Lava lamps were invented in the 1960s, but their mysterious flowing behaviour has maintained at least cult popularity long afterward. Lava lamps are fragile items. Shaking, improper heating, incorrect concentrations in the liquid solution, and simple ageing can prevent proper function. Sometimes, the wax "lava" just sits dead at the bottom of the glass globe, unwilling to rise into its usual globular form. More than one problem can cause a "dead" lava lamp, so you may have to explore a number of potential glitches before you solve the problem.
Check the bulb, if the wax lies flat at the bottom of the glass globe. The wax is likely not heating up enough. The bulb may be broken or may emit inadequate wattage.
Replace the bulb using the guide given in the Generation Store link in the References section. If the bulb is merely broken, use the size stamped on the side of the bulb to find an exact replacement. Otherwise, use the table to find the next hottest bulb size.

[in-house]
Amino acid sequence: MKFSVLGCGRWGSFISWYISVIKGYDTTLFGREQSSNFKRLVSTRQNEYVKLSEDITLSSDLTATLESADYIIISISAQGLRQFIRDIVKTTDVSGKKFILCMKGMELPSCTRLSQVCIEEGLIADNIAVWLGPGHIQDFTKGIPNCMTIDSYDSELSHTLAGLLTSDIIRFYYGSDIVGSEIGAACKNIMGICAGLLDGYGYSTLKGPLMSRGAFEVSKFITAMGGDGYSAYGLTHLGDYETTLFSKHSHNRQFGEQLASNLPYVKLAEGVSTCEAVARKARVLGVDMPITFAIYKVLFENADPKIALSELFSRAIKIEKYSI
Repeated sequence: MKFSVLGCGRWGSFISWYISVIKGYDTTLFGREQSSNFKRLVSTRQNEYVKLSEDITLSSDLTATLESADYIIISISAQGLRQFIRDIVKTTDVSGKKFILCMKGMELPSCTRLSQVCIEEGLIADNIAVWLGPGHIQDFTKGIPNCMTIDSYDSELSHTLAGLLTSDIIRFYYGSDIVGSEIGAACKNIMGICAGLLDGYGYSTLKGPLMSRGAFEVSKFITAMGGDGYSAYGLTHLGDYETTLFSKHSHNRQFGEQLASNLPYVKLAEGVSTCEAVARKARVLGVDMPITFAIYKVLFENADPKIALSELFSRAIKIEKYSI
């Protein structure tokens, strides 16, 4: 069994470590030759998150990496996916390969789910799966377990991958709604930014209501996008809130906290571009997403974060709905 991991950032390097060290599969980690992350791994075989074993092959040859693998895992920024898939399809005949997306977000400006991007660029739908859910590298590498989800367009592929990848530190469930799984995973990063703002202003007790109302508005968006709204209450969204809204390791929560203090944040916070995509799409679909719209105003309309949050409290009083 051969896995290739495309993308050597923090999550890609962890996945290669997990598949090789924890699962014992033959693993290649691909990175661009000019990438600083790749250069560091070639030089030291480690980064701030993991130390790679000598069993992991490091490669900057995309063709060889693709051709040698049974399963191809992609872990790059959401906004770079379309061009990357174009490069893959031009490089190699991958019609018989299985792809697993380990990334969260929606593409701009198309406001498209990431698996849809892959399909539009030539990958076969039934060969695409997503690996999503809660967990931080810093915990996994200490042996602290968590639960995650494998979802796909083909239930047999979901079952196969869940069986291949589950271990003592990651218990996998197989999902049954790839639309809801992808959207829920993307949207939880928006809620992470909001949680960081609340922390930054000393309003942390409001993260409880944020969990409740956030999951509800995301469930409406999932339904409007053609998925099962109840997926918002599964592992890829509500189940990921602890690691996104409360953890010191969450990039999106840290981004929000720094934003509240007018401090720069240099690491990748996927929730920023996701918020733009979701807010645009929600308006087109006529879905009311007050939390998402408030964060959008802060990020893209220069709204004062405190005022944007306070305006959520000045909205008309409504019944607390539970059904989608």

Turn off the lamp if the wax has a dome shape to it, as opposed to lying flat. The dome shape indicates that the wax is overheated and was left running too long. Don't operate the lamp for more than 10 hours at a time. If the problem repeats, consider replacing the bulb with a lower wattage.
Operate the lamp in a room between 68 and 73 degrees. Don't place it on a TV or near the air conditioner. Doing so can stop its normal flow. If none of these corrections so far can solve the problem, continue to the next step.
Heat the globe up fully by running the lamp for at least four hours. Remove the globe from its stand and place it on a flat surface. Use potholders to do so, since it will be very hot.
Turn the globe very slowly by its cap (which won't be as hot as the glass). Do this for about a minute. The aim is to get the wax to move relative to the coil in the bottom of the globe.
Return the globe to the base and turn on the lamp. The flow should pick back up again after an hour of heating.